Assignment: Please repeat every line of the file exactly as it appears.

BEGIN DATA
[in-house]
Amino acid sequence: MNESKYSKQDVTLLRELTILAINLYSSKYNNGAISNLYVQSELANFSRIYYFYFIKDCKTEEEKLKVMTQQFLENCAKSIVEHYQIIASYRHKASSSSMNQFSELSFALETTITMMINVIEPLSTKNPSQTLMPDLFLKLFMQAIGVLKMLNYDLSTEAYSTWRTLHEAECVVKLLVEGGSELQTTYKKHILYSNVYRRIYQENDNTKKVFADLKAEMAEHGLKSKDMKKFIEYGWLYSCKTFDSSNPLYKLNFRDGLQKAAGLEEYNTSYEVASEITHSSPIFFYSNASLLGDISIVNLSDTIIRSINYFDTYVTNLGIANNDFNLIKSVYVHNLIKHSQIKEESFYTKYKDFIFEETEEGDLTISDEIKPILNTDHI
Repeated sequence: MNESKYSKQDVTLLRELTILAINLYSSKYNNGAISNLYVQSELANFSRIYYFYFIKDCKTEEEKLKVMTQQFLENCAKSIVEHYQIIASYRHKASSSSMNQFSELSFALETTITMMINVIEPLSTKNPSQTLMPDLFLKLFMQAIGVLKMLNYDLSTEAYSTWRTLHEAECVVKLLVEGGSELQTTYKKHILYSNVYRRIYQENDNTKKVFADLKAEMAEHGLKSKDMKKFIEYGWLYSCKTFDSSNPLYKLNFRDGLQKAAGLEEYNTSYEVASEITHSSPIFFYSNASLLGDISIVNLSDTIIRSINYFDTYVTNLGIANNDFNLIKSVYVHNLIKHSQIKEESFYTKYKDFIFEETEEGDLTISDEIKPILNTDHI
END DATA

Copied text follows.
[in-house]
Amino acid sequence: MNESKYSKQDVTLLRELTILAINLYSSKYNNGAISNLYVQSELANFSRIYYFYFIKDCKTEEEKLKVMTQQFLENCAKSIVEHYQIIASYRHKASSSSMNQFSELSFALETTITMMINVIEPLSTKNPSQTLMPDLFLKLFMQAIGVLKMLNYDLSTEAYSTWRTLHEAECVVKLLVEGGSELQTTYKKHILYSNVYRRIYQENDNTKKVFADLKAEMAEHGLKSKDMKKFIEYGWLYSCKTFDSSNPLYKLNFRDGLQKAAGLEEYNTSYEVASEITHSSPIFFYSNASLLGDISIVNLSDTIIRSINYFDTYVTNLGIANNDFNLIKSVYVHNLIKHSQIKEESFYTKYKDFIFEETEEGDLTISDEIKPILNTDHI
Repeated sequence: MNESKYSKQDVTLLRELTILAINLYSSKYNNGAISNLYVQSELANFSRIYYFYFIKDCKTEEEKLKVMTQQFLENCAKSIVEHYQIIASYRHKASSSSMNQFSELSFALETTITMMINVIEPLSTKNPSQTLMPDLFLKLFMQAIGVLKMLNYDLSTEAYSTWRTLHEAECVVKLLVEGGSELQTTYKKHILYSNVYRRIYQENDNTKKVFADLKAEMAEHGLKSKDMKKFIEYGWLYSCKTFDSSNPLYKLNFRDGLQKAAGLEEYNTSYEVASEITHSSPIFFYSNASLLGDISIVNLSDTIIRSINYFDTYVTNLGIANNDFNLIKSVYVHNLIKHSQIKEESFYTKYKDFIFEETEEGDLTISDEIKPILNTDHI